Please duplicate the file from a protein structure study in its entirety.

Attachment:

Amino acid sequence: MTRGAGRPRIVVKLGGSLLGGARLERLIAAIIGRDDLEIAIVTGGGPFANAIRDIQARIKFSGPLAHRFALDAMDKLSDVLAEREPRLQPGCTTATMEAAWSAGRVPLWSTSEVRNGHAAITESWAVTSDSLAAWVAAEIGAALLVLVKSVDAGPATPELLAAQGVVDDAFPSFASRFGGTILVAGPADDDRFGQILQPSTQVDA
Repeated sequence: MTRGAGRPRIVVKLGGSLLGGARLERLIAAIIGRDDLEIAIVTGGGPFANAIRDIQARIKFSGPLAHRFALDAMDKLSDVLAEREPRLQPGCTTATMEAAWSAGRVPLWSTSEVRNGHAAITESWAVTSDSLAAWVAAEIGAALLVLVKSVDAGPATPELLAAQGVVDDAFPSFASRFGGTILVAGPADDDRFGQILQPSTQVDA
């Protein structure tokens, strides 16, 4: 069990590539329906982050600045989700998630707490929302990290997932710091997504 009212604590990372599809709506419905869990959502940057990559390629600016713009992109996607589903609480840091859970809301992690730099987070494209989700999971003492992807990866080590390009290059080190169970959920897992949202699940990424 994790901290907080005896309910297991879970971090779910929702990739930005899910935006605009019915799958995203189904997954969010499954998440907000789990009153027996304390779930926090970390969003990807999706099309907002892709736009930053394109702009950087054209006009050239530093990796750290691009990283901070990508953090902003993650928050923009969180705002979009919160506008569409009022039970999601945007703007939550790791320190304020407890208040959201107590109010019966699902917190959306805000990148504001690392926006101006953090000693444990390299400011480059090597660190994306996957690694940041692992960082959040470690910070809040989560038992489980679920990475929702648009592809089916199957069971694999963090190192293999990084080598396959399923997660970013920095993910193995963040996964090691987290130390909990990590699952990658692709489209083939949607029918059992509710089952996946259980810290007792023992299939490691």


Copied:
Amino acid sequence: MTRGAGRPRIVVKLGGSLLGGARLERLIAAIIGRDDLEIAIVTGGGPFANAIRDIQARIKFSGPLAHRFALDAMDKLSDVLAEREPRLQPGCTTATMEAAWSAGRVPLWSTSEVRNGHAAITESWAVTSDSLAAWVAAEIGAALLVLVKSVDAGPATPELLAAQGVVDDAFPSFASRFGGTILVAGPADDDRFGQILQPSTQVDA
Repeated sequence: MTRGAGRPRIVVKLGGSLLGGARLERLIAAIIGRDDLEIAIVTGGGPFANAIRDIQARIKFSGPLAHRFALDAMDKLSDVLAEREPRLQPGCTTATMEAAWSAGRVPLWSTSEVRNGHAAITESWAVTSDSLAAWVAAEIGAALLVLVKSVDAGPATPELLAAQGVVDDAFPSFASRFGGTILVAGPADDDRFGQILQPSTQVDA
């Protein structure tokens, strides 16, 4: 069990590539329906982050600045989700998630707490929302990290997932710091997504 009212604590990372599809709506419905869990959502940057990559390629600016713009992109996607589903609480840091859970809301992690730099987070494209989700999971003492992807990866080590390009290059080190169970959920897992949202699940990424 994790901290907080005896309910297991879970971090779910929702990739930005899910935006605009019915799958995203189904997954969010499954998440907000789990009153027996304390779930926090970390969003990807999706099309907002892709736009930053394109702009950087054209006009050239530093990796750290691009990283901070990508953090902003993650928050923009969180705002979009919160506008569409009022039970999601945007703007939550790791320190304020407890208040959201107590109010019966699902917190959306805000990148504001690392926006101006953090000693444990390299400011480059090597660190994306996957690694940041692992960082959040470690910070809040989560038992489980679920990475929702648009592809089916199957069971694999963090190192293999990084080598396959399923997660970013920095993910193995963040996964090691987290130390909990990590699952990658692709489209083939949607029918059992509710089952996946259980810290007792023992299939490691």